The opinion of the court was delivered by: LASKER
Chief Judge Cooke, Judge Evans and the New York State Superintendent of Banks (the "state defendants") move to reargue the decision of June 9, 1981, in which their motion to dismiss was denied. Familiarity with the June 9, 1981 decision is assumed.
The state defendants contend: (1) that the relief that plaintiffs are seeking, an order that the state defendants engage in certain rulemaking, is barred by Supreme Court of Virginia v. Consumers Union, 446 U.S. 719, 64 L. Ed. 2d 641, 100 S. Ct. 1967 (1980); (2) that the state defendants are not involved in applying the challenged statutes, and accordingly cannot be enjoined from doing so; and (3) that the action is barred by the holding of Rizzo v. Goode, 423 U.S. 362, 46 L. Ed. 2d 561, 96 S. Ct. 598 (1976), that an action is not stated against state officials merely because they employ other state officials who have deprived a plaintiff of his constitutional rights.
Plaintiffs respond: (1) that they are not seeking an order that the state defendants conduct rulemaking; (2) that the state defendants are involved in applying the challenged statutes; and (3) that it is with respect to the state defendants own conduct, not the conduct of their subordinates, that they are being sued, and, accordingly, Rizzo v. Goode in inapposite.
In support of their claim that plaintiffs are seeking "rulemaking" relief, the state defendants contend that previous orders submitted by plaintiffs have contained provisions which the state defendants construe as requiring rulemaking. For example, the plaintiff's proposed partial judgment of August 25, 1982 contained a provision requiring Judges Cooke and Evans to instruct court clerks to develop appropriate forms and procedures regarding hearings with respect to restraints and levies. Plaintiffs answer that they have endeavored to request only such relief as is appropriate, but that, if they have erred by requesting inappropriate relief, that is not a basis for dismissal unless there is no form of relief which would be constitutionally permissible as to these defendants.
Plaintiffs' argument is persuasive. The state defendants do not contend that the Court has entered any order as to them which is inappropriate; rather, they argue only that plaintiffs have proposed inappropriate relief. The Court is aware of the limitations of its jurisdiction and the requirements of comity; the state defendants have no reason to be concerned that an improper order will be entered against them, even if improper proposals were to be made by plaintiffs.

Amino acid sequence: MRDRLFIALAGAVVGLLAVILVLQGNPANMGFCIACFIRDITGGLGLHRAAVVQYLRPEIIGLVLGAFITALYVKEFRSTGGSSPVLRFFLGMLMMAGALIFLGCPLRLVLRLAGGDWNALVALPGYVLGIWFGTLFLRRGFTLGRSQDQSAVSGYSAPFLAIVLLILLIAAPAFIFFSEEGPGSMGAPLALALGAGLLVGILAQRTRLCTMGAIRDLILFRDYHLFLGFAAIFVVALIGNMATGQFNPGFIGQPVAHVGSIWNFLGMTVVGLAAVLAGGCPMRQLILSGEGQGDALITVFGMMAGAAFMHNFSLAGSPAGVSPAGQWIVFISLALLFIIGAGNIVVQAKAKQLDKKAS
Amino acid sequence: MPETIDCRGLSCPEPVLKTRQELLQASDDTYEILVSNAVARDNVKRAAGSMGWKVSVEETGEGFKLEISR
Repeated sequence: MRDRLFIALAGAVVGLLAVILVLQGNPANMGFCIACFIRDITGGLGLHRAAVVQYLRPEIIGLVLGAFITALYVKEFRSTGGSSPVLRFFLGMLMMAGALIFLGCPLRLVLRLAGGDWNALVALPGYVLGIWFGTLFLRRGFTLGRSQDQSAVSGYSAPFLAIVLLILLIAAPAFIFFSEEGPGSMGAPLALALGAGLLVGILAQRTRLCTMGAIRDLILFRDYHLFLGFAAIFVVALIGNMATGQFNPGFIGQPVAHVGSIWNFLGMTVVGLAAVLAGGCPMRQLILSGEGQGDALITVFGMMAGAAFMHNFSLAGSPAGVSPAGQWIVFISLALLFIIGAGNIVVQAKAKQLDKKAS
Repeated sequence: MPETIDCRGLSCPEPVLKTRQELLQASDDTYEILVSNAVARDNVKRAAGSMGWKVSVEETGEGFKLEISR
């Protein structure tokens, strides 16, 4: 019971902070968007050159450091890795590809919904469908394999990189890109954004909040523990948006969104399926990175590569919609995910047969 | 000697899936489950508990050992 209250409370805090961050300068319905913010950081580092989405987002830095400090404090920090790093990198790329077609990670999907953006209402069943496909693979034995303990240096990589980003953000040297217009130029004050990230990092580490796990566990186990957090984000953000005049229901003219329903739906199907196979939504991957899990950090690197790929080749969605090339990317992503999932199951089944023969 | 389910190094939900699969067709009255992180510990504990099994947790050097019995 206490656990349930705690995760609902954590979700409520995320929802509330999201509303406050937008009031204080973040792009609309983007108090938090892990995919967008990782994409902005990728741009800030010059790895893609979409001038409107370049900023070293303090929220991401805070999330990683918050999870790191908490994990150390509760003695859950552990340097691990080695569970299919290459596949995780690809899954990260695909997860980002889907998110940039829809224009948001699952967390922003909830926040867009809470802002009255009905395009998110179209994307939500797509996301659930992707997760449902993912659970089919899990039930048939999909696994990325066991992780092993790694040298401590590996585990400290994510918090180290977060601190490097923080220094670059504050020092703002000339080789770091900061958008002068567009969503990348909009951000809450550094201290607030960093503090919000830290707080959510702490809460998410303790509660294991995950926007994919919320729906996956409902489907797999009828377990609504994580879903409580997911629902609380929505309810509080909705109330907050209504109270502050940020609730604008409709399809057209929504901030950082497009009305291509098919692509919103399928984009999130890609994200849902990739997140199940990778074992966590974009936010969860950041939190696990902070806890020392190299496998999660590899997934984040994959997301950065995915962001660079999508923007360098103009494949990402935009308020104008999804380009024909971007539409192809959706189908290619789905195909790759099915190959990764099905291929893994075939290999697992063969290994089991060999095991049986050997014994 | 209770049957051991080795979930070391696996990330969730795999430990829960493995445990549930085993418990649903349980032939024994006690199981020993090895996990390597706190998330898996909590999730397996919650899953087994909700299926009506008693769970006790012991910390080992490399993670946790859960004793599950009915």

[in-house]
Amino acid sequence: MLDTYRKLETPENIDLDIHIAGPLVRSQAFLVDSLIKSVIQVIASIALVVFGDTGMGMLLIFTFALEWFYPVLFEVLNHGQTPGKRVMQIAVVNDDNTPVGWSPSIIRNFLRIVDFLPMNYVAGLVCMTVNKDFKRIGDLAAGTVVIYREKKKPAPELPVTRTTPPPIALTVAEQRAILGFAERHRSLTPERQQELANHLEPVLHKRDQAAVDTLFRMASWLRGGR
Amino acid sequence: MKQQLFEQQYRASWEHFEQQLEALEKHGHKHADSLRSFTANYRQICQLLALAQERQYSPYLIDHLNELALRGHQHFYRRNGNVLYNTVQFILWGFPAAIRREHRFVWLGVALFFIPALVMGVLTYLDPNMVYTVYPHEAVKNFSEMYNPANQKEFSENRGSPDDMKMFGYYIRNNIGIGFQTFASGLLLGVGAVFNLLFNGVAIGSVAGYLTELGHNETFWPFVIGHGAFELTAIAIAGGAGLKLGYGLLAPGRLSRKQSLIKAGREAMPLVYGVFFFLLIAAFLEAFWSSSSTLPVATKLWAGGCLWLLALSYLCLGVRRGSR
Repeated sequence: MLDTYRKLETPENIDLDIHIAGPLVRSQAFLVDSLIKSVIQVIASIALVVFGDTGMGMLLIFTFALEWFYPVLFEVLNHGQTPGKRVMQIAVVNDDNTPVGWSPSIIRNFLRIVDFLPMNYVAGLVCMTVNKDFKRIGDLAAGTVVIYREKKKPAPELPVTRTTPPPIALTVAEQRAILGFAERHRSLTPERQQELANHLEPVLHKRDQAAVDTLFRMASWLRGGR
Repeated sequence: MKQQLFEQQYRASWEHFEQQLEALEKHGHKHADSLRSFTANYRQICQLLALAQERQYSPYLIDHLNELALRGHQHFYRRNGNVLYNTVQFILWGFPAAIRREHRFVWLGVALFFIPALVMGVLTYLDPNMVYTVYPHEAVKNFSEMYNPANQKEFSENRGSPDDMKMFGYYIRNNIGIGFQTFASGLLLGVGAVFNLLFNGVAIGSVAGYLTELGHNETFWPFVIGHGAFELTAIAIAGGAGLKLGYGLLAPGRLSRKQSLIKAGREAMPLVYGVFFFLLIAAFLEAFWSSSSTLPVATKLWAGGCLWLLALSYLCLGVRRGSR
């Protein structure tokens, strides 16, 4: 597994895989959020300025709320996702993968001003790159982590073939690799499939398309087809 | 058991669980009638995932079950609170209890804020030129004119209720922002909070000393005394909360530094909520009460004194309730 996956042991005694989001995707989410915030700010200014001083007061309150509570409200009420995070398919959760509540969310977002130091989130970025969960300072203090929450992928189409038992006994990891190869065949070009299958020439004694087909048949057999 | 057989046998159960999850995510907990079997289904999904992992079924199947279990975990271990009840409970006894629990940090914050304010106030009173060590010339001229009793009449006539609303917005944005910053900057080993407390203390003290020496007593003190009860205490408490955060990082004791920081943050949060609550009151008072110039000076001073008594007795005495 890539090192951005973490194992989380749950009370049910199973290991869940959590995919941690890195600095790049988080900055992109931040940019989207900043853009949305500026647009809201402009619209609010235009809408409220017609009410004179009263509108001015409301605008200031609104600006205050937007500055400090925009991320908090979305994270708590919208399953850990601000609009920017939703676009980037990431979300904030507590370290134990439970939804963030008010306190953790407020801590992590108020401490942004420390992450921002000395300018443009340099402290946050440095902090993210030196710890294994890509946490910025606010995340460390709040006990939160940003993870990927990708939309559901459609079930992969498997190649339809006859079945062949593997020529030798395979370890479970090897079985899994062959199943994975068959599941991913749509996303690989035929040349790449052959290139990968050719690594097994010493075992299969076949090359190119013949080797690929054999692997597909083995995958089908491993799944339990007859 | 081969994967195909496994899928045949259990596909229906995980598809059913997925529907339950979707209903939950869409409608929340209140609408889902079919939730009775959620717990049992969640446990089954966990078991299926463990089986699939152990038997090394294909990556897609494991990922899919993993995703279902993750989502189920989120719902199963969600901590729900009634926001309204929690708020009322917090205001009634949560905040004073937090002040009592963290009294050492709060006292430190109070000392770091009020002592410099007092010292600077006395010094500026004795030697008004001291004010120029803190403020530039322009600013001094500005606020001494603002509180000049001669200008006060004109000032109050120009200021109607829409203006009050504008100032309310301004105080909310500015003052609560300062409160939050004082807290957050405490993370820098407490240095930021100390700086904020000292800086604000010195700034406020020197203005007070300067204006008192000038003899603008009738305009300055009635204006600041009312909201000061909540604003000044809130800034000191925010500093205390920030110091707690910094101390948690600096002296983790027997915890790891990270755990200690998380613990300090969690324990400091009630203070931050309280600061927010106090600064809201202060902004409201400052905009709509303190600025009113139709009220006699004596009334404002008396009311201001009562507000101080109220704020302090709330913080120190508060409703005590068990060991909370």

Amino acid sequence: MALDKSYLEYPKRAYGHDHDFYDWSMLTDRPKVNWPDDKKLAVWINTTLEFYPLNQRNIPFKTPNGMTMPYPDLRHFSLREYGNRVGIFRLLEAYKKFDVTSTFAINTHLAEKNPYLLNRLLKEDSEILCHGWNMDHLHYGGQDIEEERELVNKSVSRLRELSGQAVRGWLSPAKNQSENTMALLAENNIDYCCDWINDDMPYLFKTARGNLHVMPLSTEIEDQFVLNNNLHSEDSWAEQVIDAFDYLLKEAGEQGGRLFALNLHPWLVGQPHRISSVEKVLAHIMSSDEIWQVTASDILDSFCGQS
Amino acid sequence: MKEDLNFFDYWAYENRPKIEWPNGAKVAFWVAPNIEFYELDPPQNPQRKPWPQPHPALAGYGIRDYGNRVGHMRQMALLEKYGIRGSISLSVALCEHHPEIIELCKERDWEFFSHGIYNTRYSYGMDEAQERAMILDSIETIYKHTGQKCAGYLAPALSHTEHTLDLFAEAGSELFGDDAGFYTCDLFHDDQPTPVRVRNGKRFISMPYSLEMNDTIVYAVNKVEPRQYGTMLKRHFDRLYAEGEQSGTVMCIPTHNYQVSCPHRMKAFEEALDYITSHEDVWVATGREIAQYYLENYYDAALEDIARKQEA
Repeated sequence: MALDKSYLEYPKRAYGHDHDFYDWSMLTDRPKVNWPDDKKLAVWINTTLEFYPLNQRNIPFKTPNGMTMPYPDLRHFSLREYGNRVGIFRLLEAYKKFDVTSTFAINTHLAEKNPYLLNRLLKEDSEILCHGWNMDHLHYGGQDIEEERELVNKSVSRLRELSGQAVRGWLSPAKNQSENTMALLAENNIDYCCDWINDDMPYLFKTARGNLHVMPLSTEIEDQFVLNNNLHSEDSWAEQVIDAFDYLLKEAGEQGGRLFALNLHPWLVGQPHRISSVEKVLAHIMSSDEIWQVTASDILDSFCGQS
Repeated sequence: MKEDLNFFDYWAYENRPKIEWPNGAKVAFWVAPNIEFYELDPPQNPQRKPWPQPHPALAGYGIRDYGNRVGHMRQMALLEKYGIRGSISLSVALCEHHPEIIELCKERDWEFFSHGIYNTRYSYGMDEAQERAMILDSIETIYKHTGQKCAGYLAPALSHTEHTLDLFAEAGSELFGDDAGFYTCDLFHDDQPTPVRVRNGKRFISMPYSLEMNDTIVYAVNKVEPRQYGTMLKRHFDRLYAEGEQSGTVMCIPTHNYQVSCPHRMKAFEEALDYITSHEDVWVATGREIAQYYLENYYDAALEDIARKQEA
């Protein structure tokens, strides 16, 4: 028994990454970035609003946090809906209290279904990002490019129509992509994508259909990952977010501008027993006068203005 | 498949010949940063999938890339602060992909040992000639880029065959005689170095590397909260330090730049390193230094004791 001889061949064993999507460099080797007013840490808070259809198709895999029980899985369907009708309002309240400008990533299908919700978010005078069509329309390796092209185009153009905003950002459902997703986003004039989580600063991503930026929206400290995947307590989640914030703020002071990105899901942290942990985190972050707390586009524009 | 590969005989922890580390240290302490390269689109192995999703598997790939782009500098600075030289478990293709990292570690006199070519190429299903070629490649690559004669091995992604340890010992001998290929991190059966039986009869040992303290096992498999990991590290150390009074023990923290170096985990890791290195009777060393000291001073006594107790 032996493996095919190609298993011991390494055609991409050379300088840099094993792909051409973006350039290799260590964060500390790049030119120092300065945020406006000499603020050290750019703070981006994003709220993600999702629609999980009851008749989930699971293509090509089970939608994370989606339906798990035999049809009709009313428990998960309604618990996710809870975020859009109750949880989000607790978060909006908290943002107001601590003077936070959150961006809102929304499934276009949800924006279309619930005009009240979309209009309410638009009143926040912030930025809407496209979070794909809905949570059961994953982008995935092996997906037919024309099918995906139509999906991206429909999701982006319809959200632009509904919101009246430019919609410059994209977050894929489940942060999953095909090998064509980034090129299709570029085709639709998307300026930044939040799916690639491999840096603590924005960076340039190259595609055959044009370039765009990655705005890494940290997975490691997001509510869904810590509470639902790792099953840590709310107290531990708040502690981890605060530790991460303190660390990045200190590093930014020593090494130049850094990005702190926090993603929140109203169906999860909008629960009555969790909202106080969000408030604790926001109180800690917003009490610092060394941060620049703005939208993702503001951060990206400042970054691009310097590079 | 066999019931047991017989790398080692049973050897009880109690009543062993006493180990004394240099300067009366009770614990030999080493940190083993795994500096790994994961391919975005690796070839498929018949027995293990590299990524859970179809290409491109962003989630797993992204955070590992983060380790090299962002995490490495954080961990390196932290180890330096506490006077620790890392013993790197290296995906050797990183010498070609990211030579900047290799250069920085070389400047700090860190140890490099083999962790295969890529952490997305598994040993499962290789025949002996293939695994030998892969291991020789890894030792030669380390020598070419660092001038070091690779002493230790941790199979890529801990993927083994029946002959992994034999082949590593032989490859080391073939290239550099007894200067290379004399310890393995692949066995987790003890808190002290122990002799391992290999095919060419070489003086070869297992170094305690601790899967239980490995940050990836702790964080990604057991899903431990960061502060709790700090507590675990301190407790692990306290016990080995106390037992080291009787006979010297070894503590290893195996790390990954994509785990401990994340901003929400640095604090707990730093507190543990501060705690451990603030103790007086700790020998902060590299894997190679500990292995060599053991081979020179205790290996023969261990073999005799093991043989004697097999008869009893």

Accordingly, the proper question is whether plaintiffs may seek any relief from the state defendants which would be appropriate.
(2) The Role of the State Defendants
The state defendants argue that they do not enforce the challenged statutes, and that accordingly they take no actions which can be enjoined. In particular, they contend:
"Banks serve and accept restraining notices and executions; the defendant Superintendent of Banks does not. Likewise, neither the Chief Judge of the Court of Appeals nor the Chief Administrative Judge, in his official capacity, serves or accepts restraining notices or executions."
(Brief of State Defendants at 14).
Plaintiffs do not assert that the state defendants are the individuals who actually process and serve the challenged restraining notices. However, the plaintiffs do allege, and defendants do not dispute, that the court clerks, and defendants do not dispute, that the court clerks, attorneys and banks who do process the challenged notices do so under the authority, supervision and regulation of the state defendants.
A plaintiff challenging the constitutionality of a state statute need not name as defendants only the state officials responsible for the ministerial acts in ...